Parliament of CanadaCanada’s largest union, the Canadian Union of Public Employees (CUPE), says Budget 2022 makes some progress but does not go far enough to deliver the help that Canadians and their families urgently need.

“Working people in Canada need a budget that works for them, and we’re disappointed to see this one fail to deliver on public services like health care and child care, and the dedicated workers who deliver them in our communities,” said CUPE National President Mark Hancock. Hancock says CUPE is pleased to see some of the commitments on dental care and housing from the NDP-Liberal agreement reflected in today’s budget. “This is more proof that Liberals are good at making promises, but it’s New Democrats who make sure they become reality.”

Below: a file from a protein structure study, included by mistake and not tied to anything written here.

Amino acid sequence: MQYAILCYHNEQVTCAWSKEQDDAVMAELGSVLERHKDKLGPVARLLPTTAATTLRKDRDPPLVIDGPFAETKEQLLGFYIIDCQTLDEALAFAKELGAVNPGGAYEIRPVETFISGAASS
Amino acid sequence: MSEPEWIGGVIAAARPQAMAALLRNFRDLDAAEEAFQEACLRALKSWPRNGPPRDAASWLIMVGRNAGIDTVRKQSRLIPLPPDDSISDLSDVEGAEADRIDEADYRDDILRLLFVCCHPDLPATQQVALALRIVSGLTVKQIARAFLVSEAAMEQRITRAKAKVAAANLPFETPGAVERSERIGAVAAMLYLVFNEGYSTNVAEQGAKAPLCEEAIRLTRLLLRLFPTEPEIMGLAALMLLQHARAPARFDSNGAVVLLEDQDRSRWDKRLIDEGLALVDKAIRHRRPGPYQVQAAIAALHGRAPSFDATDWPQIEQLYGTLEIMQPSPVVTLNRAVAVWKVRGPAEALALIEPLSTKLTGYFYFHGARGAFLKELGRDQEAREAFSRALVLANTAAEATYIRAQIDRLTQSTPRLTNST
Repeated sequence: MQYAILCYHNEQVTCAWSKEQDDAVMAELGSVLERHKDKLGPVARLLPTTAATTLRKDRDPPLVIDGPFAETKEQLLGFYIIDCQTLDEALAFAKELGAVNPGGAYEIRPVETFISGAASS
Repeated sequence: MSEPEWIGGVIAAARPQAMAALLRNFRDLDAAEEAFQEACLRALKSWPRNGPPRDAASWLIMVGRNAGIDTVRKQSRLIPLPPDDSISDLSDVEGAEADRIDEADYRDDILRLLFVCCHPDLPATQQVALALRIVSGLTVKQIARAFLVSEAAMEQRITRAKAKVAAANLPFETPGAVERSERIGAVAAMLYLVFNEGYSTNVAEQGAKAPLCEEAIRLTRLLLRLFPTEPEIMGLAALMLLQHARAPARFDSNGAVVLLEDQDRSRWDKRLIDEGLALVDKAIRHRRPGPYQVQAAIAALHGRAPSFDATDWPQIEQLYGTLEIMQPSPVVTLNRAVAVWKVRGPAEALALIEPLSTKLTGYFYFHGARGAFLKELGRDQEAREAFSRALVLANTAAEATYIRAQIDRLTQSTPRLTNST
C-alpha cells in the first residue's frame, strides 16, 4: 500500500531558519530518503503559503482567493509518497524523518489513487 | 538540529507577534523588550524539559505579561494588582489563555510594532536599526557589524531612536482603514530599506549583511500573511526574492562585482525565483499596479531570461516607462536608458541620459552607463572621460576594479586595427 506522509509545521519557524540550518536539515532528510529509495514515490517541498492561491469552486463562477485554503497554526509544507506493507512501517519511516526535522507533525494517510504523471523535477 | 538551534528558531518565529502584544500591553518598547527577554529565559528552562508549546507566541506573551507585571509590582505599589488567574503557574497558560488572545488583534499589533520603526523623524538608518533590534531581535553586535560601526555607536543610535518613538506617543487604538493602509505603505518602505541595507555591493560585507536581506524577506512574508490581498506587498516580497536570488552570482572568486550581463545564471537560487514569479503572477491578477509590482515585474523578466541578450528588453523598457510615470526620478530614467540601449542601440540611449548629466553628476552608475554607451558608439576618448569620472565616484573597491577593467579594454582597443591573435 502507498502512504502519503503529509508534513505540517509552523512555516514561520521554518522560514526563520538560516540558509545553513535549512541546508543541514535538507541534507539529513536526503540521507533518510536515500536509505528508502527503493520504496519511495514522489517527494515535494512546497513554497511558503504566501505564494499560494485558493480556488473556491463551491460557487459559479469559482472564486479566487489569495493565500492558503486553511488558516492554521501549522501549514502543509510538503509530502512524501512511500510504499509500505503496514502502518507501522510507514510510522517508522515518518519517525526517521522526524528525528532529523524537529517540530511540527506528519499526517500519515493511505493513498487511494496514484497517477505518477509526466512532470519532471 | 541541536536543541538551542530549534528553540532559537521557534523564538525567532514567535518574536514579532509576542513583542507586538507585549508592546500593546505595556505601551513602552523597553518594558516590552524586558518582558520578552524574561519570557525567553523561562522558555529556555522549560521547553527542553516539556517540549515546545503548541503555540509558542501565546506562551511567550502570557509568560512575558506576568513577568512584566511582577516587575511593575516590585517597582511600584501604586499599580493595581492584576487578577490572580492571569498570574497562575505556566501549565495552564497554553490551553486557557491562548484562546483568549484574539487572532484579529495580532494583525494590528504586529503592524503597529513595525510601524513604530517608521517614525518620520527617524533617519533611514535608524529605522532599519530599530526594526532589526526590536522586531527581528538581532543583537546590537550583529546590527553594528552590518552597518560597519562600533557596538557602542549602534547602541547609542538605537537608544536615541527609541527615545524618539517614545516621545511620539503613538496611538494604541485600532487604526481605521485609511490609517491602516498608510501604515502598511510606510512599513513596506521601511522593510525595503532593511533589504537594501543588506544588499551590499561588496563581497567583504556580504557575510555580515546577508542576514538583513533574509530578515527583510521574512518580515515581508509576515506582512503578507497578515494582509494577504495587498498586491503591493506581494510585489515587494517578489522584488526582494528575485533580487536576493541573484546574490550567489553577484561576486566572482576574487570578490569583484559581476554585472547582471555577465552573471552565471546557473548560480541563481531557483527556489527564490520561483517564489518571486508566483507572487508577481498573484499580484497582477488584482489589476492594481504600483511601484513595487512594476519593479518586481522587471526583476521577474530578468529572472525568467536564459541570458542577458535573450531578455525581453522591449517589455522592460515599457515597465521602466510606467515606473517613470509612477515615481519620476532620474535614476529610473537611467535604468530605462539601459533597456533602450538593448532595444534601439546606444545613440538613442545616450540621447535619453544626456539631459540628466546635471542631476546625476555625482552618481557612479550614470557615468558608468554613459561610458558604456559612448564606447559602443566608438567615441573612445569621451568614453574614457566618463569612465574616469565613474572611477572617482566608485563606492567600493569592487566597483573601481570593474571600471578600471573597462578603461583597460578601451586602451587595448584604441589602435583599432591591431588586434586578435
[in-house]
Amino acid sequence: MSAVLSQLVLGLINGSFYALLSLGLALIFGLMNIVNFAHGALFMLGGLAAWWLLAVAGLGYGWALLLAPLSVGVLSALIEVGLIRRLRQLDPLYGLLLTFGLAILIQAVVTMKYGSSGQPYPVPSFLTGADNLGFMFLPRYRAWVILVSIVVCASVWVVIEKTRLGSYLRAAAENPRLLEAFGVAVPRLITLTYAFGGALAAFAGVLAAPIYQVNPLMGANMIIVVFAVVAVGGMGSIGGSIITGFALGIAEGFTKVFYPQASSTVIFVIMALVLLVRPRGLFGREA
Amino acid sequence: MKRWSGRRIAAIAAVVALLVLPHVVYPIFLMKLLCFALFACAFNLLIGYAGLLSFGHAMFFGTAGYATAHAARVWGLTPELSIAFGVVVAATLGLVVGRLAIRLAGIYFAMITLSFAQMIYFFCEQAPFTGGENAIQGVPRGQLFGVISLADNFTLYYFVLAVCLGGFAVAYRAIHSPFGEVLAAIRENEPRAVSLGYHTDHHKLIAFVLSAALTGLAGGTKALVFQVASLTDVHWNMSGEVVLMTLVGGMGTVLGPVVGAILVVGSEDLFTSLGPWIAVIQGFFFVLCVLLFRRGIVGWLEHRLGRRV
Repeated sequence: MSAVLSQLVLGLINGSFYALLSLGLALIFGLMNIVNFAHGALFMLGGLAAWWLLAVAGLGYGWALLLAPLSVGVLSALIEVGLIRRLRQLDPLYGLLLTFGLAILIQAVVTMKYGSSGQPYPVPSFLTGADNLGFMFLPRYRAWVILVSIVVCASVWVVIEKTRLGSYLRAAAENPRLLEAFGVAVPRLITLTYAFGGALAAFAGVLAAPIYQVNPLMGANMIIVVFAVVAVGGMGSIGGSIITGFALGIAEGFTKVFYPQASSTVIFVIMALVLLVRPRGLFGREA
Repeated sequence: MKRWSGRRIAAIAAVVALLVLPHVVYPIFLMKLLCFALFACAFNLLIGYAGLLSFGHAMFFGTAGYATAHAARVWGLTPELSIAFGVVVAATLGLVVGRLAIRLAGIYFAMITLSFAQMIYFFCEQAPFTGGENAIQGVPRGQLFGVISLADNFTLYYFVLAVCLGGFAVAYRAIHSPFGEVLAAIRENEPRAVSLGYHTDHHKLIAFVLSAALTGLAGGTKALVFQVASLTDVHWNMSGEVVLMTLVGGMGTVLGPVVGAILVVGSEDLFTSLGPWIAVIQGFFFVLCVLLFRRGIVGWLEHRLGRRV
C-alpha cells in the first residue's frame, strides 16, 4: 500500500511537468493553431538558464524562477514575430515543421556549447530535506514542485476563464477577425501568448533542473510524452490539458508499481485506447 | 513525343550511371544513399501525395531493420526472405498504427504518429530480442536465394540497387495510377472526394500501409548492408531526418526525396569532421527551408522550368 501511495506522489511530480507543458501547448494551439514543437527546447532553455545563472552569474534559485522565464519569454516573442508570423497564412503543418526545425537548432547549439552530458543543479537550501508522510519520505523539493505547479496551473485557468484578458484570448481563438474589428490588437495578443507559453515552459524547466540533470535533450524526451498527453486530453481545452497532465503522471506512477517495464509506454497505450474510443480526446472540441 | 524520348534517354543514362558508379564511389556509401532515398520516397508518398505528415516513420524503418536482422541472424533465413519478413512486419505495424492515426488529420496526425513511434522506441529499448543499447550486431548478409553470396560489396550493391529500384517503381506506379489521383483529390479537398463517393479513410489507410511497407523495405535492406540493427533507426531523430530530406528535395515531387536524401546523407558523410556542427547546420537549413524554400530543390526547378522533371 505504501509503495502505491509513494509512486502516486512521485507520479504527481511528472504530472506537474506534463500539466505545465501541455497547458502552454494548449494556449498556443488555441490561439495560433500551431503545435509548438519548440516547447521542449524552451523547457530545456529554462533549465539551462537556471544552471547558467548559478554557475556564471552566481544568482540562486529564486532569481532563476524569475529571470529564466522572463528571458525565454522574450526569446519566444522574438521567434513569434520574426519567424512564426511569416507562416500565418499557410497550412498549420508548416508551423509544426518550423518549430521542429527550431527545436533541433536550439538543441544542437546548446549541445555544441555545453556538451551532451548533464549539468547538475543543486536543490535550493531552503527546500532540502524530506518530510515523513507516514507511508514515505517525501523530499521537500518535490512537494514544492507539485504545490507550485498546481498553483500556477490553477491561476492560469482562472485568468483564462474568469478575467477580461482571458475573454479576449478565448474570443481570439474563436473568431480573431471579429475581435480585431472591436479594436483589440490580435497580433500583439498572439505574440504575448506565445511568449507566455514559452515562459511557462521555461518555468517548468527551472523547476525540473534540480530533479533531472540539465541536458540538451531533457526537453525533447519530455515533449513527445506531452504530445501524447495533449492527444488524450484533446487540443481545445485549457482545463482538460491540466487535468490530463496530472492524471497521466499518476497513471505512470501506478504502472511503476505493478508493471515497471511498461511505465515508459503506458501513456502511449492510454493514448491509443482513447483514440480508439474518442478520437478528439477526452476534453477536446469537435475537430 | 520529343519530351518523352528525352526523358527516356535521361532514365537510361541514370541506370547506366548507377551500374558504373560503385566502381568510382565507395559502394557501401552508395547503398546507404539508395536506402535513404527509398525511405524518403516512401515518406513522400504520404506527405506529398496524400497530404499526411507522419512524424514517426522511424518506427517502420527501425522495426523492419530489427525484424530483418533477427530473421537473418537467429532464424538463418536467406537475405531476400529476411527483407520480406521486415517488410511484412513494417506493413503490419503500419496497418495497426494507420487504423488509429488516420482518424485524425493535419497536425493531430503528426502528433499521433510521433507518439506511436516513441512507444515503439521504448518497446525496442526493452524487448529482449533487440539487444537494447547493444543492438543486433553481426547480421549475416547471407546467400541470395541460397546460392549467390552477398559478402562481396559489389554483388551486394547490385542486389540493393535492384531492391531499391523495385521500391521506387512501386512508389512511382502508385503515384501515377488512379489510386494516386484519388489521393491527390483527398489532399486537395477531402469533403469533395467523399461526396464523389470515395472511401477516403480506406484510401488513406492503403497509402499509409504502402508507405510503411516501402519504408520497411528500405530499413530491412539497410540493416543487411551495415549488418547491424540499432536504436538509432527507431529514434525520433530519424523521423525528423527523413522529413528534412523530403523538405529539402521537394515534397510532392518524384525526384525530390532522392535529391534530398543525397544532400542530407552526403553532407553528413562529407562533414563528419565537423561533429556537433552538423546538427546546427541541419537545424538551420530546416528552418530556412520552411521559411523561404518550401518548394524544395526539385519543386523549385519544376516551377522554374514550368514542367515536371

While CUPE is happy to see investments in housing, it is disappointed that the Trudeau government continues to resist calls from the provinces, health advocates and unions to significantly expand support for public health care services in the wake of the pandemic.

“Our hospitals have been rocked and our long-term care system has had the highest COVID-fatality rates in the G7,” said CUPE National Secretary-Treasurer Candace Rennick. “The past two years have been devastating for Canadians because our governments failed to invest in health care. It’s unconscionable for the Trudeau government to be continuing that failure now.”

Amid the pandemic, an escalating climate crisis, and skyrocketing inflation, people need strong leadership and strong public services now more than ever. The federal government must lead on solutions to these generational challenges – not farm its responsibilities out to profiteers in the private sector.